Massachusetts has seven processing facilities that sort and bale over 500,000 tons of recyclable each year. Recyclable are valuable commodities in today's global economy. According to the MassDEP, about half of the bottles, cans, and paper collected in Massachusetts are sold to manufacturing plants in the Northeast; the other half goes to markets in China, India, and Brazil.
Wondering what is made out of all that stuff? According to MassDEP, Paper and cardboard are turned into cereal and cracker boxes, book covers (Harry Potter books are an example), and game boards at recycling mills in Fitchburg and Haverhill. Glass bottles and jars are melted and used to make new containers at facilities such as St. Gobain Containers in Milford. Plastic soda bottles become polyester fiberfill for jackets and sleeping bags, or polar fleece made by Malden Mills in Lawrence. Milk jugs, detergent bottles, and other #2 plastics become landscaping timbers and whisky barrel planters made by Smartware Products in Leominster.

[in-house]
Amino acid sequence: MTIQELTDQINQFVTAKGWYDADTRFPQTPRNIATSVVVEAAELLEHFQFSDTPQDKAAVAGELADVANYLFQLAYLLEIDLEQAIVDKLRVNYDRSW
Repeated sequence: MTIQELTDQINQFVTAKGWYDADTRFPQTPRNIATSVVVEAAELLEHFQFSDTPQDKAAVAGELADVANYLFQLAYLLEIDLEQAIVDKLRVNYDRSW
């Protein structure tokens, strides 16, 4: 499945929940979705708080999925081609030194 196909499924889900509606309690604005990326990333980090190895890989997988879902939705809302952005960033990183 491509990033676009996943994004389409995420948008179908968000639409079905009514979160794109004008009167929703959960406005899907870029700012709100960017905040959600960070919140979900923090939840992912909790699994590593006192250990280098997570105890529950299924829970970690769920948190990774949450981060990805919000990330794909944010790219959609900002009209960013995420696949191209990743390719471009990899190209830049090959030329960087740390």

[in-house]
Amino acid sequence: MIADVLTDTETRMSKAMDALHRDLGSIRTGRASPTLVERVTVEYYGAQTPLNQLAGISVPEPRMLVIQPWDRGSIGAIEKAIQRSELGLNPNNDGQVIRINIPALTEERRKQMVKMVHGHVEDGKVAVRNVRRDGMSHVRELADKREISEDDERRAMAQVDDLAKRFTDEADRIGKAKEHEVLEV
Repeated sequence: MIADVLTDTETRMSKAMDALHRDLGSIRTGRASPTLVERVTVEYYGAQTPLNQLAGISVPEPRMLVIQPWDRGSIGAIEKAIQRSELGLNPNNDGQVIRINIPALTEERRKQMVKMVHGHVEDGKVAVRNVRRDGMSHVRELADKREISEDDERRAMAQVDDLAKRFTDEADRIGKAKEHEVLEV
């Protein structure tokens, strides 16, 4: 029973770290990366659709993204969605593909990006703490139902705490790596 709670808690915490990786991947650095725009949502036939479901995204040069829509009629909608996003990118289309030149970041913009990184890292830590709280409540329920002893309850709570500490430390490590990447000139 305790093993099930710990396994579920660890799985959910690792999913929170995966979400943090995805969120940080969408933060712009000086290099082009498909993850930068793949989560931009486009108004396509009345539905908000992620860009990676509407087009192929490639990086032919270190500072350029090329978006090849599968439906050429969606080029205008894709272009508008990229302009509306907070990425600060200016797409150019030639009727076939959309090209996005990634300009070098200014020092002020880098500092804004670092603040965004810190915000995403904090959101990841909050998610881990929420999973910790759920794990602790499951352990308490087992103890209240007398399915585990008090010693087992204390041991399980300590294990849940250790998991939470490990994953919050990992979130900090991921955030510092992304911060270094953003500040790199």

Recycling saves money. We throw away 1.5 million tons of paper every year. If we recycled just half of that amount, we would save nearly $52 million in disposal costs. Recycling means jobs. 19,000 people are employed at 1,400 recycling businesses and organizations in Massachusetts. Recycling reduces greenhouse gases. Recycling helps Massachusetts residents reduce the equivalent of 2 million metric tons of carbon dioxide annually. That's like taking 1.6 million passenger cars of the road for a year! Recycling conserves energy and saves resources. Massachusetts saved over 85 trillion BTUs of energy last year, enough to power 820,292 homes for one year! And Massachusetts recycled enough paper last year to prevent the cutting of nearly 17 million trees.